From Moscow to Michigan: Artem Shlaine’s unconventional hockey journey

Senior Captain Artem Shlaine discusses his hockey journey and how he landed at NMU.
CAPTAIN — NMU hockeys #8 Artem Shlaine talks hockey and shares his journey.
CAPTAIN — NMU hockey’s #8 Artem Shlaine talks hockey and shares his journey.
Molly Birch

Embarking on a hockey journey that spans across continents, Artem Shlaine, a senior at Northern Michigan University, discovered his passion for the sport in the most unexpected way. Born in Russia, Shlaine’s passion for hockey was sparked at the age of four when he swapped figure skating for a pair of hockey skates.

He reflected on on his early days on the ice.

“I didn’t want to do figure skating, and my dad brought me the next day to the hockey school … I already knew how to skate and most of them didn’t,” Shlaine said. “I had an advantage. I was kind of on top, I liked it a lot right away, and that’s how it kind of started.”

Photo courtesy of NMU Athletics

Being recognized for his budding talent, a Moscow program extended an invitation to Shlaine. With his father out working and his mother tending to his newly born brother, daily 40-minute commutes to the rink became a normality, showcasing his family’s commitment to his dreams.

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“It was a tough decision for my parents. My dad was working, and my mom had my little brother … they sacrificed a lot of their time,” Shlaine said.

With Russia not offering a joint hockey and academic solution, Shlaine and his family then moved to the United States, where he found himself at the South Florida Hockey Academy. With half of Shlaine’s teammates being from all over Europe, the new environment helped him not only learn U.S. culture but many others as well.

“There were guys from Finland, Czech Republic, Switzerland. I was from Russia … none of us really spoke good English, so we all got to … learn from each other’s culture and assimilate to U.S. culture. So that worked out well for me,” Shlaine said.

Shattuck St. Mary’s School, a North American hockey powerhouse, would extend an invitation to Shlaine for a lessened tuition rate. He would then spend the next two years of his career there as the move proved to be transformational, exposing Shlaine to incredible support that fueled his development drastically.

“Shattuck helped me tremendously, and now my brother goes there too and it helped him. The people, they care so much. They’re amazing,” Shlaine said.

Shlaine’s collegiate career started at the University of Connecticut for the 2020-21 season before transferring and finding his true home at Northern Michigan for the 2022-23 season. His decision wasn’t purely based on the style of hockey NMU had to offer, but instead a genuine sense of belonging which he felt from the coaching staff.

Molly Birch

“I talked to Grant, Nick and Byron. I saw right away that they care about the players they have … I have never questioned what would have happened if I would have stayed [UCONN],” said Shlaine on his transfer to NMU.

Shlaine isn’t just a force on the ice, off the ice he’s a hardworking scholar. During the 2021-22 season he made the Hockey East Conference All-Academic Team and showcased his dedication to both education and sport. He highlighted the academic differences between Connecticut and Michigan.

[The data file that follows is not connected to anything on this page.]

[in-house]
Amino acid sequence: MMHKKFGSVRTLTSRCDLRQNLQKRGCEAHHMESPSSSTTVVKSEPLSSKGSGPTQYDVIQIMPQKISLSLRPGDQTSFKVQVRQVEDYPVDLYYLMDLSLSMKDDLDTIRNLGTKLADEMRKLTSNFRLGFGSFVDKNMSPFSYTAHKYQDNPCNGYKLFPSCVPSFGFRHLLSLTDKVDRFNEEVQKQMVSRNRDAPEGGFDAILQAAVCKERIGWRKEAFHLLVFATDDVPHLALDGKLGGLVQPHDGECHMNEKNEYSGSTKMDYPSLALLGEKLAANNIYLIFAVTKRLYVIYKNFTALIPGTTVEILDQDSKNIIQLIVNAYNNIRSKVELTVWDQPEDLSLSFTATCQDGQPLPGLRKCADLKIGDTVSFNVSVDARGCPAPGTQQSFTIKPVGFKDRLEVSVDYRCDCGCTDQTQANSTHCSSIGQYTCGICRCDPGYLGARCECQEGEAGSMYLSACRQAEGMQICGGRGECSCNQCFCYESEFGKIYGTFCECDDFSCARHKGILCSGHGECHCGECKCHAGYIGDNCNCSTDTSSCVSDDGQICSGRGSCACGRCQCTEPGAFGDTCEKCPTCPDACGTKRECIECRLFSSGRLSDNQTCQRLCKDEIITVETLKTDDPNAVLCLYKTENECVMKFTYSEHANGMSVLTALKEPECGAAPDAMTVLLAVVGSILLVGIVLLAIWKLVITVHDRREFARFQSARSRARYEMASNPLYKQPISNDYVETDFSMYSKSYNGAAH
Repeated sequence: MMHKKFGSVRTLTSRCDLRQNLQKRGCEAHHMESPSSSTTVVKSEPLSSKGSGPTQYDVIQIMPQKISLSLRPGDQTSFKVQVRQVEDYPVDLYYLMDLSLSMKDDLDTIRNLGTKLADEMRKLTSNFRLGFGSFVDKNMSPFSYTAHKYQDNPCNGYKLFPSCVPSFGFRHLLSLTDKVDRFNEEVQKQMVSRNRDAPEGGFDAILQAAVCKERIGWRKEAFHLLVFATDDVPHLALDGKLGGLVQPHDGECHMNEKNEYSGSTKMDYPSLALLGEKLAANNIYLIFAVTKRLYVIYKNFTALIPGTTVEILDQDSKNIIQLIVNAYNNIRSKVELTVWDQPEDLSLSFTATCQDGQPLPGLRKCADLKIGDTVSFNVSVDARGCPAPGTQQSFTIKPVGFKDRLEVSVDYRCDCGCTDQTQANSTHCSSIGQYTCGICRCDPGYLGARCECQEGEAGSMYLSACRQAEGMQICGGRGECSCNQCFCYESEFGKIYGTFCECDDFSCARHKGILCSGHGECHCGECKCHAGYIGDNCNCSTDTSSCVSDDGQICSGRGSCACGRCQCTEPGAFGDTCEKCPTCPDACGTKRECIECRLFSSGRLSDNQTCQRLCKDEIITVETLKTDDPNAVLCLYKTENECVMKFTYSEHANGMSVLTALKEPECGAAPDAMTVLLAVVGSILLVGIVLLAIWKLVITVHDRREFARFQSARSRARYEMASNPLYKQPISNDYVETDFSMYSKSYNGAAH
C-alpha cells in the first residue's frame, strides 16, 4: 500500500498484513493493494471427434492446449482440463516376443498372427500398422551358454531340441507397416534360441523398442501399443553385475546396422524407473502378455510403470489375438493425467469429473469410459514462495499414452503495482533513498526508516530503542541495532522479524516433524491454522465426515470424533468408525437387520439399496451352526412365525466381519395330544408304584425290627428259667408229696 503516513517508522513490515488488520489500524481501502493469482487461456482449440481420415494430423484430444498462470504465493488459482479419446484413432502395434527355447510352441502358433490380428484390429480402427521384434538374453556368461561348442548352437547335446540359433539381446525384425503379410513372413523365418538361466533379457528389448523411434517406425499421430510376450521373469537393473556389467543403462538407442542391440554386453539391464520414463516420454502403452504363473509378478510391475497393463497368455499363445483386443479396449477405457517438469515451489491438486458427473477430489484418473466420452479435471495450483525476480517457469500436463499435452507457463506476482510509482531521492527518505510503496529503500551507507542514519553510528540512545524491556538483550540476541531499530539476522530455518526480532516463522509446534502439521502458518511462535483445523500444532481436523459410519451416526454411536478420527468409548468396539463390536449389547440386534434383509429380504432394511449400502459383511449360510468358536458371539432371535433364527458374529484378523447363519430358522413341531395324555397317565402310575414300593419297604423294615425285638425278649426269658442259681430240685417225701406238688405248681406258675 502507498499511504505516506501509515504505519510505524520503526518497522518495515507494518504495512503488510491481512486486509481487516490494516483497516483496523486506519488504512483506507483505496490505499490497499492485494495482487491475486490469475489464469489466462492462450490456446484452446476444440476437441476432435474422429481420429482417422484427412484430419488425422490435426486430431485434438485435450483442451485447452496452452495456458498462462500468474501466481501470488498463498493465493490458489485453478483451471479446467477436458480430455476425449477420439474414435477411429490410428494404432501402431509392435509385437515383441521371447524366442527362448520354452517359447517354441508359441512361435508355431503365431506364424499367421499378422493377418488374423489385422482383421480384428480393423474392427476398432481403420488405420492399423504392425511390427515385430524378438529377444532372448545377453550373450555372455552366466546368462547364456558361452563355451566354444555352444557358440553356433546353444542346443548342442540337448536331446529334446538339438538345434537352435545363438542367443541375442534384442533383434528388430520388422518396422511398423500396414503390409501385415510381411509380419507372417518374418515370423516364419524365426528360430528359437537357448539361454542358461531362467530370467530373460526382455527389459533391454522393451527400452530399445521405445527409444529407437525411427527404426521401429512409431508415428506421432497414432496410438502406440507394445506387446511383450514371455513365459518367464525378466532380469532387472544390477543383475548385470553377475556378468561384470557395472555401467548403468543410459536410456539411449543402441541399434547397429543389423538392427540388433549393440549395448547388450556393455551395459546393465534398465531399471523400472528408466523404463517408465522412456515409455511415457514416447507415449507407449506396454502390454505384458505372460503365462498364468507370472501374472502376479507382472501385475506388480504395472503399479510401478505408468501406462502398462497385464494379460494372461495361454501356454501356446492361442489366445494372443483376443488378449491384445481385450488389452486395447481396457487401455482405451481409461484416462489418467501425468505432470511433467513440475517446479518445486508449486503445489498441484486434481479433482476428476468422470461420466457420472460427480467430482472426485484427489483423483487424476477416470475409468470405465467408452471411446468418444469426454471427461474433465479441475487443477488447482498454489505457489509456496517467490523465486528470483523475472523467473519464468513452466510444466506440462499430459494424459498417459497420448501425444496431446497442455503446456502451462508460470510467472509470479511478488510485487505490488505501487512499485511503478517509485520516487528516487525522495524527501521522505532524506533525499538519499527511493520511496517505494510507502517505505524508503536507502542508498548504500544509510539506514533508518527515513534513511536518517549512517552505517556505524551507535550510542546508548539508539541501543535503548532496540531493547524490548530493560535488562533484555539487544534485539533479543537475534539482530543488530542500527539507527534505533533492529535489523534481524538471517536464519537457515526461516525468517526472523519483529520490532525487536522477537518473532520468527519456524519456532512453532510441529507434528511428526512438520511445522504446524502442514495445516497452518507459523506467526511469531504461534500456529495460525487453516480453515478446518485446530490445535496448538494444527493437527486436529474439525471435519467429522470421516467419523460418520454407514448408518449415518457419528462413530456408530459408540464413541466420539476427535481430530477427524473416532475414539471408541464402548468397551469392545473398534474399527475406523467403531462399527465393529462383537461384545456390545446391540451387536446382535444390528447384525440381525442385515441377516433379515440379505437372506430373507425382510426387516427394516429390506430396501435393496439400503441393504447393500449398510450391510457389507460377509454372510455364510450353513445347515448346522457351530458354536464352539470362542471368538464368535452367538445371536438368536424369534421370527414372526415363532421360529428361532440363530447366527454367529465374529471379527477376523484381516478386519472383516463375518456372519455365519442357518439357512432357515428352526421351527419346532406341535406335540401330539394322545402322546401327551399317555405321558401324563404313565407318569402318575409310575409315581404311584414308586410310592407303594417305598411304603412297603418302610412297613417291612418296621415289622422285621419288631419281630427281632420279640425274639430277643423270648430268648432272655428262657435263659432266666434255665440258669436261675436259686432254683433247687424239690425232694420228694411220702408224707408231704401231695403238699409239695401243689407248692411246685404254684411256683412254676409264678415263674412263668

“It doesn’t really matter what school you go to, you can take the easiest class at Harvard or you can take the hardest class at Northern Michigan, it would be like the similar result,” said Shlaine. “Nobody cares what it says on the diploma. Everyone cares about connections and what you actually learn.”

Shlaine describes his playing style as being an all around player. After learning defensive structure in Russia and embracing Shattuck’s focus on skill, he is a well rounded player ready for any challenge on the ice.

“I’ve been to so many different programs and so many different situations … I kind of developed into an all around player,” Shlaine said. “At Northern, we also have structure, but you’re allowed to make plays and create offense … Grant allows us to play and be a hockey player.” 

Molly Birch

In 2020, Shlaine would see himself being selected by the New Jersey Devils in the fifth round of the 2020 NHL Draft going one hundred thirtieth  overall. Even in a virtual setting due to COVID-19, seeing his name on the screen validated years of hard work and sacrifice.

“I was in my freshman year at UConn, just moved into the dorms, just met the guys and we were all watching it in a dorm on TV, I was texting my parents,” Shlaine said. “I was looking and trying not to miss my name … and then my name pops on the screen, and all the guys are yelling and cheering. I looked it up, and it was real. It’s a once in a lifetime opportunity to get drafted, and I’m really happy that I did.”

As a senior, his focus is on team success, driven by past near-misses and a strong desire to leave a lasting mark in college hockey. 

“My individual goal is bringing the best out of myself and consistent effort. I think our team goal is overall, just getting better and better. We’re focusing on the process, we’re not focusing on any results. If we focus on the process and do the things right consistently, then the results will come,” said Shlaine.

Artem Shlaine’s hockey story isn’t just about hockey, it’s also a story about sacrifice and resilience. From starting in Russia, to now being a senior at Northern Michigan, Shlaine is poised for more great moments and experiences in college hockey.

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